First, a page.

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Tuesday, June 1, 1999 Published at 15:36 GMT 16:36 UK

World: Europe

Why 'precision bombing' goes off course

Nato is investigating bomb strikes in Albania

By Defence Correspondent Jonathan Marcus

Over recent days a series of incidents in Yugoslavia - apparently caused by Nato bombs or missiles going astray - have left dozens of civilians killed or injured.

Kosovo: Special Report
Nato clearly regrets such episodes. But their increasing frequency raises questions about how precision-guided weapons can go astray.

Is Nato really living up to its claim that it is mounting the most accurate air campaign in history?

Civilian casualties in Yugoslavia are bad news for Nato and are inevitably seized upon by the government in Belgrade, which is well aware of the unease in several Nato countries about the way the air campaign is going.

[ image: Evacuated: An Albanian man forced to leave his village]
Evacuated: An Albanian man forced to leave his village
Nato knows that it cannot prosecute this air war without risking casualties on the ground.

Its aim is to reduce them to a minimum. And it insists that Yugoslavia's transport infrastructure - especially bridges - is a legitimate military target.

But Nato clearly has nothing to gain from hitting civilian buildings in towns like Surdulica or Novi Pazar - locations where Nato weapons appear to have gone badly astray.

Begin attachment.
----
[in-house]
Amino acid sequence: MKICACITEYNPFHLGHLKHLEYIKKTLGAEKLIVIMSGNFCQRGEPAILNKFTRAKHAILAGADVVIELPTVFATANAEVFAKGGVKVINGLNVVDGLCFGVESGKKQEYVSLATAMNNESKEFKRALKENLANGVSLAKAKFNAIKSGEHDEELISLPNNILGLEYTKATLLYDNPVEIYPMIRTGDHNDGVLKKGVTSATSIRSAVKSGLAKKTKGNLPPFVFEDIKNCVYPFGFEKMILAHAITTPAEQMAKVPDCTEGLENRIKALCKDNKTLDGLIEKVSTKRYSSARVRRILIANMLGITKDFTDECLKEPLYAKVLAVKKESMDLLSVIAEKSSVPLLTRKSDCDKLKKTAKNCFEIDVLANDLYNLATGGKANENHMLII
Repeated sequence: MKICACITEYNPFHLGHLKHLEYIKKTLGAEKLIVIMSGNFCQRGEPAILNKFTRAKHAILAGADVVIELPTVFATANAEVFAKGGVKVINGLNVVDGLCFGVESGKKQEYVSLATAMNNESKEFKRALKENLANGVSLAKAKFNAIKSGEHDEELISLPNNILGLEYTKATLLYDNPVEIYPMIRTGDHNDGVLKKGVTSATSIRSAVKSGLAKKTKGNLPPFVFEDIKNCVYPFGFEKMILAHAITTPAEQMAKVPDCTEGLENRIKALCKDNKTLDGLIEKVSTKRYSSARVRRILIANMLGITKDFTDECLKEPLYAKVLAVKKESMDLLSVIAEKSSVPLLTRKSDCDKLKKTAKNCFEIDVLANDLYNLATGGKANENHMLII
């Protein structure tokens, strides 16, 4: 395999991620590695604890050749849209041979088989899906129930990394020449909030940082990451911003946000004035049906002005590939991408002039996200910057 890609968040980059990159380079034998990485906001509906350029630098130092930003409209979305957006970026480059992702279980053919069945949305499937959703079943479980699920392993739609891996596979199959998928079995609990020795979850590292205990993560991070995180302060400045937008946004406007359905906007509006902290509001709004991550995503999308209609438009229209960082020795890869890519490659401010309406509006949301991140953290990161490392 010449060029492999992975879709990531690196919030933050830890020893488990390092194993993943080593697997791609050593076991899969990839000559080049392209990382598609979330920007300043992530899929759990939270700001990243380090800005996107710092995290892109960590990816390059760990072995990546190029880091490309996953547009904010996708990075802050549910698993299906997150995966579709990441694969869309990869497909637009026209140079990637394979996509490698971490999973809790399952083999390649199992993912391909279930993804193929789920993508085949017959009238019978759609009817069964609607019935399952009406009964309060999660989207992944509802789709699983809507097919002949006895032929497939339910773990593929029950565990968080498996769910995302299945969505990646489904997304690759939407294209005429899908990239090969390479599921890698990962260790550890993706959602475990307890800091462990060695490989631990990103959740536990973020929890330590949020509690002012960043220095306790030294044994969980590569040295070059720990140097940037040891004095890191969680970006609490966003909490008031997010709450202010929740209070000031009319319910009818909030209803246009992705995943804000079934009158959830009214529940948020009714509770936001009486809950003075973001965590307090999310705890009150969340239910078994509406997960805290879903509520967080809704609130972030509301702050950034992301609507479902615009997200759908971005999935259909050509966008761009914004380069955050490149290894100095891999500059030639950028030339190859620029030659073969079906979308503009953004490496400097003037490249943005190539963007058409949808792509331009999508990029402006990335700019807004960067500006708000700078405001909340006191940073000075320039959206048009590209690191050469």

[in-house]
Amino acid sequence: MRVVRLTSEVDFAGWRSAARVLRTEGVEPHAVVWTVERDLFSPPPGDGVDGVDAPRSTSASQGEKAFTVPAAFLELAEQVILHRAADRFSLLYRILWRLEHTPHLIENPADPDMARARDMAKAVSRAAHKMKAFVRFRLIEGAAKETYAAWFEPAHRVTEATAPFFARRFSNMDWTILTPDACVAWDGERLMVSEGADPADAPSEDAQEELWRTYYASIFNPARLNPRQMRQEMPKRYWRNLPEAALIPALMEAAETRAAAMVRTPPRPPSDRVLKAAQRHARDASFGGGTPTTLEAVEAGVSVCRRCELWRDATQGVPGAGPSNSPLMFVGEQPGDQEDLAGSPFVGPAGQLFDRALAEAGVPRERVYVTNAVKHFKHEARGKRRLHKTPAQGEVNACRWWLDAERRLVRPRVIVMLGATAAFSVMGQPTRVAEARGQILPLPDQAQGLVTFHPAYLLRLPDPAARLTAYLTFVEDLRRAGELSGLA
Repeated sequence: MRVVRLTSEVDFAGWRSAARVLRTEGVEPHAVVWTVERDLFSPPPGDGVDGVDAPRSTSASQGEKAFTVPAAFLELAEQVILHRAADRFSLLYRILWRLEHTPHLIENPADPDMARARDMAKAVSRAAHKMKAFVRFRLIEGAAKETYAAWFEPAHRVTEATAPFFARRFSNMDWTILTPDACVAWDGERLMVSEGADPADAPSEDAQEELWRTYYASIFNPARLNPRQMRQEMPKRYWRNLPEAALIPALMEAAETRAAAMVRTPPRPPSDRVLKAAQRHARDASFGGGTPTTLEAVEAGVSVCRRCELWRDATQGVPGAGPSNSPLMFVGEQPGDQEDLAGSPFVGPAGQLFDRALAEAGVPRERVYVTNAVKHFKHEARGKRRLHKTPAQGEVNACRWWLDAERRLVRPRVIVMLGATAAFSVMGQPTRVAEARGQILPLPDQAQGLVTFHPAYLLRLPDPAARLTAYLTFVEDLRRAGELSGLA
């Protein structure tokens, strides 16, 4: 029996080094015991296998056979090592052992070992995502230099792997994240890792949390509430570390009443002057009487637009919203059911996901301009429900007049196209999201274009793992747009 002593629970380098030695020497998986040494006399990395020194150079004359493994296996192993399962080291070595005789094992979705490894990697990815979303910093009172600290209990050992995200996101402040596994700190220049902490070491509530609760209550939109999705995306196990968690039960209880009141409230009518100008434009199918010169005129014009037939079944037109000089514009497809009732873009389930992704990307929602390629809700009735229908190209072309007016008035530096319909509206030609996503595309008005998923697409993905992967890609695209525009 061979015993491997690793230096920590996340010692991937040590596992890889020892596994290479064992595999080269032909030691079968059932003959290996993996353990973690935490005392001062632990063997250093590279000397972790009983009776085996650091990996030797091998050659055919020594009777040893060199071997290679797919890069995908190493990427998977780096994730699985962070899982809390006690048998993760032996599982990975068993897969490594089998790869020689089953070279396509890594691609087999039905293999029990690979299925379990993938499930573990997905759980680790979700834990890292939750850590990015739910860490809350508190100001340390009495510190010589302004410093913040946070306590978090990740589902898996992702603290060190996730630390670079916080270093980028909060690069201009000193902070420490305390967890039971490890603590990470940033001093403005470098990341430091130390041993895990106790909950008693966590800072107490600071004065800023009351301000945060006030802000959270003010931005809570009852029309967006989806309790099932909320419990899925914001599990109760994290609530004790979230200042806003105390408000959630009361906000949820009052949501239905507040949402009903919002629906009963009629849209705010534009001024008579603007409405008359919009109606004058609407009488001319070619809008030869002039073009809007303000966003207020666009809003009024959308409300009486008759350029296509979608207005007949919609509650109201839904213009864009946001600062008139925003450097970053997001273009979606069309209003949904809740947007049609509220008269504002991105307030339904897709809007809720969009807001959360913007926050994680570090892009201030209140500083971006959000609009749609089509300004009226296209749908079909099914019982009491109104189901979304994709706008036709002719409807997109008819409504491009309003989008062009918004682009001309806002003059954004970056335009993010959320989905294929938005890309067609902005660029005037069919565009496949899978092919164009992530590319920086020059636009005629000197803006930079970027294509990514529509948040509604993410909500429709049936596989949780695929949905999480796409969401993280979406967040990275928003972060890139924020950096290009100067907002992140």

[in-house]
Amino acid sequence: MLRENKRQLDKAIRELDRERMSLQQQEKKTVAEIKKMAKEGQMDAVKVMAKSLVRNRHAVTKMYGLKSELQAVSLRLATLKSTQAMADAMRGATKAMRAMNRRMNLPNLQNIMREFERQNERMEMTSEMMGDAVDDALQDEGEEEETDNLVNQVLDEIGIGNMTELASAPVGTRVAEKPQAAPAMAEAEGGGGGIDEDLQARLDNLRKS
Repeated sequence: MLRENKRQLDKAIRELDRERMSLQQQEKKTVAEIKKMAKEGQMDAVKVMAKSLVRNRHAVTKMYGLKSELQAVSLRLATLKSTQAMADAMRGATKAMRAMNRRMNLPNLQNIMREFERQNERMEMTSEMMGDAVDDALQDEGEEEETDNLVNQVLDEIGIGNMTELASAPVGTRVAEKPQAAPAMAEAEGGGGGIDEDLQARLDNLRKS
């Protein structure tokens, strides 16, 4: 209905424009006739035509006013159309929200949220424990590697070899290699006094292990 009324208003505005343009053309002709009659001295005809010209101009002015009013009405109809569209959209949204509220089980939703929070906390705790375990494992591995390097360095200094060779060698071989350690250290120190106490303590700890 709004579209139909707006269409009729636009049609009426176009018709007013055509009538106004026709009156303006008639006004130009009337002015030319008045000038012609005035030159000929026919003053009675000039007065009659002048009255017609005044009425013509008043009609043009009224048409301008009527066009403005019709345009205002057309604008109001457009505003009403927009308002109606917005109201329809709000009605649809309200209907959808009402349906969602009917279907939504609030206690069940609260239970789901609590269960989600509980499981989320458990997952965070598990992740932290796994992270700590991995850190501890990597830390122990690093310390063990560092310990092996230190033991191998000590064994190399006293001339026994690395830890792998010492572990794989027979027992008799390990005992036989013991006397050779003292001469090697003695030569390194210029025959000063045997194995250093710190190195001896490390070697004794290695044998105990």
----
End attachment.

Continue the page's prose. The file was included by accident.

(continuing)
BBC Defence Correspondent Mark Laity: Nato planners run simulations for the most sensitive targets
Military experts would agree that Nato is waging the most accurate air campaign in history.

Nearly all the weapons being used are precision-guided and the rules of engagement for Nato pilots are strict; they are ordered to break off attacks if obvious civilian casualties might result.

But modern weaponry is not infallible. Simple map-reading errors in difficult terrain may well allow weapons to go astray.

Earlier on Tuesday, Nato bombs were dropped on Albanian territory while other Nato aircraft were bombing Yugoslav positions in Kosovo close to the Albanian border.

Quite apart from human error, the guidance systems of bombs may fail to work correctly or weapons may not come off the aircraft cleanly.

[ image:  ]
A bomb that falls merely seconds after its intended moment of release - perhaps as the aircraft manoeuvres sharply - is clearly going to land a good way away from its target.

In war - even in high-tech war - civilian casualties cannot be avoided altogether. The greater number of incidents in recent days is probably a reflection of the significant increase in the number of sorties flown.

The problem for Nato is in many ways one of presentation. In stark military terms the number of civilian deaths is still small compared with the scale of the air operation and the range of targets hit.

But in insisting that it is not at war with the Yugoslav people, Nato has prepared its own publics for a war without civilian deaths - a war which it is simply impossible to wage.

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